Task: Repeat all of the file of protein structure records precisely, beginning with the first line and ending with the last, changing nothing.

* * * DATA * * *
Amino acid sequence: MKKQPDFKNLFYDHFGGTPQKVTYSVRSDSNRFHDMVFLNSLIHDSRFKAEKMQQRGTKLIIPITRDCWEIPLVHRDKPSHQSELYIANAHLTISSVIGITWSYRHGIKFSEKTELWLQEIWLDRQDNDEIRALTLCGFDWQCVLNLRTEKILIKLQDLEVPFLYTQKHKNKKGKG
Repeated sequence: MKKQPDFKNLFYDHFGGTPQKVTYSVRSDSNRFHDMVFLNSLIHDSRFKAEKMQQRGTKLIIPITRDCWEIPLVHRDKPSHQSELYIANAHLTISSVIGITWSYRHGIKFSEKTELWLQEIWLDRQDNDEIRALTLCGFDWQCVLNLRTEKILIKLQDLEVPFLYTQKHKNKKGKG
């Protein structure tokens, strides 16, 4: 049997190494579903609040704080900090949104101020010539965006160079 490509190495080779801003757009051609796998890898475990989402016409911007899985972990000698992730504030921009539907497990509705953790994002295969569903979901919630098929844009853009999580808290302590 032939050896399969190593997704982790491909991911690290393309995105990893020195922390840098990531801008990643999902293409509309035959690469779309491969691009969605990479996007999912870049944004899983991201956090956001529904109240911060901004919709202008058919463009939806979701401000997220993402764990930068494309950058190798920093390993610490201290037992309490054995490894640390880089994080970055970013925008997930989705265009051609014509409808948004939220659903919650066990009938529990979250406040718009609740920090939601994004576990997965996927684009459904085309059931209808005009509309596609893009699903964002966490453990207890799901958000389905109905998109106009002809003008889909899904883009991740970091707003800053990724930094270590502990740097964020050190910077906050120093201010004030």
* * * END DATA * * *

Amino acid sequence: MKKQPDFKNLFYDHFGGTPQKVTYSVRSDSNRFHDMVFLNSLIHDSRFKAEKMQQRGTKLIIPITRDCWEIPLVHRDKPSHQSELYIANAHLTISSVIGITWSYRHGIKFSEKTELWLQEIWLDRQDNDEIRALTLCGFDWQCVLNLRTEKILIKLQDLEVPFLYTQKHKNKKGKG
Repeated sequence: MKKQPDFKNLFYDHFGGTPQKVTYSVRSDSNRFHDMVFLNSLIHDSRFKAEKMQQRGTKLIIPITRDCWEIPLVHRDKPSHQSELYIANAHLTISSVIGITWSYRHGIKFSEKTELWLQEIWLDRQDNDEIRALTLCGFDWQCVLNLRTEKILIKLQDLEVPFLYTQKHKNKKGKG
């Protein structure tokens, strides 16, 4: 049997190494579903609040704080900090949104101020010539965006160079 490509190495080779801003757009051609796998890898475990989402016409911007899985972990000698992730504030921009539907497990509705953790994002295969569903979901919630098929844009853009999580808290302590 032939050896399969190593997704982790491909991911690290393309995105990893020195922390840098990531801008990643999902293409509309035959690469779309491969691009969605990479996007999912870049944004899983991201956090956001529904109240911060901004919709202008058919463009939806979701401000997220993402764990930068494309950058190798920093390993610490201290037992309490054995490894640390880089994080970055970013925008997930989705265009051609014509409808948004939220659903919650066990009938529990979250406040718009609740920090939601994004576990997965996927684009459904085309059931209808005009509309596609893009699903964002966490453990207890799901958000389905109905998109106009002809003008889909899904883009991740970091707003800053990724930094270590502990740097964020050190910077906050120093201010004030």